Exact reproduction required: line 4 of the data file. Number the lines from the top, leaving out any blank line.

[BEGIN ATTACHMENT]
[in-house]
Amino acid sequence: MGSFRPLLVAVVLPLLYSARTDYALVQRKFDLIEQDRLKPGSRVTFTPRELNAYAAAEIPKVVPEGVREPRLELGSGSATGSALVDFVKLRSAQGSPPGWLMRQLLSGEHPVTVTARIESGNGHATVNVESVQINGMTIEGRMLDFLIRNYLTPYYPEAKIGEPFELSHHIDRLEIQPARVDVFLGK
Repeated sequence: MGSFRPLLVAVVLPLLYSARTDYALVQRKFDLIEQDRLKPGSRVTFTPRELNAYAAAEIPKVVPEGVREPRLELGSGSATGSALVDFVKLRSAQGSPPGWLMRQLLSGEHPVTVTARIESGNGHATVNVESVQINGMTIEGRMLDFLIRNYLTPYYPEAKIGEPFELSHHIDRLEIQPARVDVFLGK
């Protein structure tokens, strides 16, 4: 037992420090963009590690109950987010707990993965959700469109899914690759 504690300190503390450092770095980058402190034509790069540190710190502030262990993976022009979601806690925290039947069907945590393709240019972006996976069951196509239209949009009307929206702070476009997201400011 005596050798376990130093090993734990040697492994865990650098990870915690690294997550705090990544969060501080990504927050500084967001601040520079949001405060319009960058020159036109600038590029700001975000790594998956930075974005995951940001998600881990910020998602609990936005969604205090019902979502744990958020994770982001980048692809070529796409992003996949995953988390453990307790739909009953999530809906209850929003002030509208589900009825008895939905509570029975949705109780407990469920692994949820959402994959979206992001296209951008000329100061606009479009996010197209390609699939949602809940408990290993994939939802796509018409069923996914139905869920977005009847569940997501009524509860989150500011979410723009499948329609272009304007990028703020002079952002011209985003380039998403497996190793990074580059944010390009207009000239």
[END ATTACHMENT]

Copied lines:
């Protein structure tokens, strides 16, 4: 037992420090963009590690109950987010707990993965959700469109899914690759 504690300190503390450092770095980058402190034509790069540190710190502030262990993976022009979601806690925290039947069907945590393709240019972006996976069951196509239209949009009307929206702070476009997201400011 005596050798376990130093090993734990040697492994865990650098990870915690690294997550705090990544969060501080990504927050500084967001601040520079949001405060319009960058020159036109600038590029700001975000790594998956930075974005995951940001998600881990910020998602609990936005969604205090019902979502744990958020994770982001980048692809070529796409992003996949995953988390453990307790739909009953999530809906209850929003002030509208589900009825008895939905509570029975949705109780407990469920692994949820959402994959979206992001296209951008000329100061606009479009996010197209390609699939949602809940408990290993994939939802796509018409069923996914139905869920977005009847569940997501009524509860989150500011979410723009499948329609272009304007990028703020002079952002011209985003380039998403497996190793990074580059944010390009207009000239």